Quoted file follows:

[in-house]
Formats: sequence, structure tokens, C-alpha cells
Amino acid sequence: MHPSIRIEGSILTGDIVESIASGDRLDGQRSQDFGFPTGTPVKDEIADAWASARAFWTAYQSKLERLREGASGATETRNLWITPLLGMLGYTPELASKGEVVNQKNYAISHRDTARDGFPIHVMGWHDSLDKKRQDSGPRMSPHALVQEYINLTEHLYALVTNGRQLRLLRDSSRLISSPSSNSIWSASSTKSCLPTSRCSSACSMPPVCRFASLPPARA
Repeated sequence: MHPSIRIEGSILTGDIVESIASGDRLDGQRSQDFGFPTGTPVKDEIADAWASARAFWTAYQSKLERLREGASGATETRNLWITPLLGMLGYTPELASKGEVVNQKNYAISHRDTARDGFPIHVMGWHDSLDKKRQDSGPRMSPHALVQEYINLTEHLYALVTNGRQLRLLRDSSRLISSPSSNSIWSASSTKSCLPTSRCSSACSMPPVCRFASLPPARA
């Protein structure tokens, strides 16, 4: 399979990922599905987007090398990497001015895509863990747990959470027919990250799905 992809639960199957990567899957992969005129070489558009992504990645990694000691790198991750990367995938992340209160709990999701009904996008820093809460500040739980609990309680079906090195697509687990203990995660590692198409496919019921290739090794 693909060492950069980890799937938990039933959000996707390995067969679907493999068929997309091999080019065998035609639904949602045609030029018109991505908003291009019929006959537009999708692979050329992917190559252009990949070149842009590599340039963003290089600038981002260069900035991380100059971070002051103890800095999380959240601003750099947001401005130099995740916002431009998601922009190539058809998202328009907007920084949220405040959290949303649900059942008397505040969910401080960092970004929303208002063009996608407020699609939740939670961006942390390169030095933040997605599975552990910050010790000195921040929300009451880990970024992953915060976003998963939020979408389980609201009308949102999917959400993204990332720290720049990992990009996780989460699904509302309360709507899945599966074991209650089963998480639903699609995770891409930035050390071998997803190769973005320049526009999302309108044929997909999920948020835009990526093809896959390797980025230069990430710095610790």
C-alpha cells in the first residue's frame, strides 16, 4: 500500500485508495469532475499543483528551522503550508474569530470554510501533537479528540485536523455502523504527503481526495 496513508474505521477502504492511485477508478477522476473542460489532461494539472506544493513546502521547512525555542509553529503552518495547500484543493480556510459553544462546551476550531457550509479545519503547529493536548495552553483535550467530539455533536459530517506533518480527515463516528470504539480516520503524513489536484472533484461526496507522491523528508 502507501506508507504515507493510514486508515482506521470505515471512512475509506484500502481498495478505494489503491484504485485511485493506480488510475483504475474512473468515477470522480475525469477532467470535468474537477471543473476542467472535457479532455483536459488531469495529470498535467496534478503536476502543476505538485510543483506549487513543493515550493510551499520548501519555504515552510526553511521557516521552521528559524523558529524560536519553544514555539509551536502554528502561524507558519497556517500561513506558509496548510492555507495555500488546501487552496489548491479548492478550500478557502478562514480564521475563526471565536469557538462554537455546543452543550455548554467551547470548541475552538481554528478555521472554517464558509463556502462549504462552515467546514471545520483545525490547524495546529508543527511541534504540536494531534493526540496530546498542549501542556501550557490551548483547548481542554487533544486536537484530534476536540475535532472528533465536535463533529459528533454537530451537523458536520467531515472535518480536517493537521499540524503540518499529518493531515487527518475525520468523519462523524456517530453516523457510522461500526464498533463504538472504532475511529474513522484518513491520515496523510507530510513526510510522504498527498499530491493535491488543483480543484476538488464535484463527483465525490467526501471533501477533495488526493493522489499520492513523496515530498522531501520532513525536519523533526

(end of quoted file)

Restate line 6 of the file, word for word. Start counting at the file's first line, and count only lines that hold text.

C-alpha cells in the first residue's frame, strides 16, 4: 500500500485508495469532475499543483528551522503550508474569530470554510501533537479528540485536523455502523504527503481526495 496513508474505521477502504492511485477508478477522476473542460489532461494539472506544493513546502521547512525555542509553529503552518495547500484543493480556510459553544462546551476550531457550509479545519503547529493536548495552553483535550467530539455533536459530517506533518480527515463516528470504539480516520503524513489536484472533484461526496507522491523528508 502507501506508507504515507493510514486508515482506521470505515471512512475509506484500502481498495478505494489503491484504485485511485493506480488510475483504475474512473468515477470522480475525469477532467470535468474537477471543473476542467472535457479532455483536459488531469495529470498535467496534478503536476502543476505538485510543483506549487513543493515550493510551499520548501519555504515552510526553511521557516521552521528559524523558529524560536519553544514555539509551536502554528502561524507558519497556517500561513506558509496548510492555507495555500488546501487552496489548491479548492478550500478557502478562514480564521475563526471565536469557538462554537455546543452543550455548554467551547470548541475552538481554528478555521472554517464558509463556502462549504462552515467546514471545520483545525490547524495546529508543527511541534504540536494531534493526540496530546498542549501542556501550557490551548483547548481542554487533544486536537484530534476536540475535532472528533465536535463533529459528533454537530451537523458536520467531515472535518480536517493537521499540524503540518499529518493531515487527518475525520468523519462523524456517530453516523457510522461500526464498533463504538472504532475511529474513522484518513491520515496523510507530510513526510510522504498527498499530491493535491488543483480543484476538488464535484463527483465525490467526501471533501477533495488526493493522489499520492513523496515530498522531501520532513525536519523533526